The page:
Surpassing all other countries in the world on modernization of marijuana laws, legislators in Uruguay passed a bill in December of 2013 to legalize and regulate marijuana nation-wide. Uruguay’s president voiced strong support for the bill, noting a legalized market would reduce illicit drug trade, and signed the bill into law. Uruguayans over the age of 18 may legally grow six marijuana plants, form smoking clubs of 15-45 members with a production limit of 99 plants a year, and buy up to 40 grams or 1.4 ounces each month from government-regulated retail shops. See Uruguay’s New Marijuana Laws here.
Other Latin American countries are not far behind in the movement to reform drug laws away from ineffective criminalization and toward sensible regulations. In Ecuador, lawmakers have debated a bill that would lessen the penalties associated with marijuana. The head of Argentina’s counter-narcotics agency, Juan Carlos Molina, supports debating whether Argentina should follow its neighbor Uruguay’s example.
In Mexico, Mexico City’s council recommended laws to construct a system of marijuana growing co-operatives. The council purposed the laws to permit people growing marijuana and facilitate government monitoring of marijuana production and consumption.
Chile already permits adults to consume any drug as long as the use is done in private and not in groups. The president-elect of Chile has voiced support for the reconsideration Chile’s treatment of marijuana.
Voices favoring new approaches on drug illegality seem to be present on both sides of the Latin American political spectrum. Conservative leaders, such as the presidents of Colombia and Guatemala, as well as liberal leaders like the presidents of Uruguay and Argentina are supporters of rethinking drug policies.
Some of the strongest support in Latin America for the modernization of marijuana polices comes from young people. For example, 81% of the youth in Buenos Aires, 79% of the youth in Santiago, 81% of the youth in Argentine, 79% of the youth in Chile, and 73% of the youth in Mexico favor marijuana legalization.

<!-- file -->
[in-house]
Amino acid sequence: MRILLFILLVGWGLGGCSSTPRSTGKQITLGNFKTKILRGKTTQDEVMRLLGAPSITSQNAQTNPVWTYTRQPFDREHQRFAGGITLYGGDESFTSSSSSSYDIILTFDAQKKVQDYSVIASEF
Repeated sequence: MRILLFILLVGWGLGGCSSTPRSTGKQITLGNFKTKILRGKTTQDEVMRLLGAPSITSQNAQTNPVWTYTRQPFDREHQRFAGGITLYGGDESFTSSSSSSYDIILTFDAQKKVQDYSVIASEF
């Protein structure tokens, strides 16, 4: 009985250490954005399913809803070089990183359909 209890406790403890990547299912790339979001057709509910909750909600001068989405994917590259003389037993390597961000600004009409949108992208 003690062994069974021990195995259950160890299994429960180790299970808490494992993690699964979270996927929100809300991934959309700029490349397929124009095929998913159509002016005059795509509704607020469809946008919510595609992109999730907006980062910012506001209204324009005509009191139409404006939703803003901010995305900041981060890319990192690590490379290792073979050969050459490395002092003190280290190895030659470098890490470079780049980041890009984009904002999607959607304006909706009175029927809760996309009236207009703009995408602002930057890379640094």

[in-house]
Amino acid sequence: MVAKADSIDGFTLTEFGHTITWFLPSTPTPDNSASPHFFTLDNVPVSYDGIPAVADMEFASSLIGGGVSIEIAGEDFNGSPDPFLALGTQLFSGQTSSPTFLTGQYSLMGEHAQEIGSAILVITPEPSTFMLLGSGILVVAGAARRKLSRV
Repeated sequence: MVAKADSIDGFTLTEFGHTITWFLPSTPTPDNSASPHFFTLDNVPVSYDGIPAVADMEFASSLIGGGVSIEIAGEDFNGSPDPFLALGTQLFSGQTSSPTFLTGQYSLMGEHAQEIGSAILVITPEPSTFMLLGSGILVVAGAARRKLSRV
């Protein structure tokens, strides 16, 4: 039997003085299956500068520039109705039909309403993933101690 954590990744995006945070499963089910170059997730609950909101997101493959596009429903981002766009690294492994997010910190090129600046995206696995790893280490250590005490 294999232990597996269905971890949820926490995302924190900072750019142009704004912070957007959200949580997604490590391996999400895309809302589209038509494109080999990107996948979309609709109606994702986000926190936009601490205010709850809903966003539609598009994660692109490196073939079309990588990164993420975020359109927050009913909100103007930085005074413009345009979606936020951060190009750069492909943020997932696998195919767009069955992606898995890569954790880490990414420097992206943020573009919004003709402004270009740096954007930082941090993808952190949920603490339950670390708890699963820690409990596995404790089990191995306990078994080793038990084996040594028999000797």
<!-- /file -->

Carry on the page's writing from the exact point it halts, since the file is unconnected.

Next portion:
Other Latin American countries, which have not supported marijuana modernization, seem to desperately need some kind of reform to combat their problems with illicit drug production and distribution. For instance, Paraguay and Brazil, two countries that have resisted marijuana legalization, have suffered tremendously from the region’s drug trade. Illegal marijuana production in Paraguay is responsible for more illegal marijuana production than any other country in the region. About 80% of such illegally produced marijuana from Paraguay flows into Brazil. Latin America’s war on drugs has immensely harmed the fabric of Latin American society as a whole. A thriving illicit drug market has created alarmingly high amounts incarceration. For example, 70% of all women in Latin American prisons are incarcerated for drug offenses alone.
Uruguay’s ambitious advancement of marijuana modernization gives greater legitimacy to on-going Latin American efforts to reform marijuana laws while also sparking new movements reassessing drug policy.
Disclaimer: The information contain on this site and in this blog post (“post”) is provided for general informational purposes only, and may not reflect the current law in your jurisdiction. No information contained in this post should be construed as legal advice from The Gilbert G. Garcia Law Firm or the individual author, nor is it intended to be a substitute for legal counsel on any subject matter. No reader of this post should act or refrain from acting on the basis of any information included in, or accessible through, this Post without seeking the appropriate legal or other professional advice on the particular facts and circumstances at issue from a lawyer licensed in the recipient’s state, country or other appropriate licensing jurisdiction. Any and all communications as a results of this Post and/or this Site, is not secure nor confidential. Further, the mere initiation of any contact with The Gilbert G. Garcia Law Firm, staff, lawyer or a message on this post/site does not create an attorney–client relationship.
Gilbert Garcia has been Passionately Pursuing Justice for over 30 years and founded The Gilbert G. Garcia Law Firm in 2008. The Gilbert G. Garcia Law Firm is a boutique law firm, specializing in Criminal Defense. Gilbert represents adults and juveniles accused of a crime and who have with a felony, misdemeanor or record cleaning case. Conveniently located on the courthouse square to serve Montgomery and Walker Counties. Gilbert became Board Certified in Criminal Law by the Texas Board of Legal Specialization in 1989. The Gilbert G. Garcia Law Firm is located at 220 N. Thompson St., Suite 202, Conroe, TX 77301. www.ggglawfirm.com
Drug Related Charges may include: Possession of Marijuana, Possession of Controlled Substance, Possession of Dangerous Drug, Manufacturing a Dangerous Drug/Controlled Substance, Delivery or Intent to Deliver Marijuana/Dangerous Drug/Controlled Substance, Possession of Drug Paraphernalia and many other drug related charges.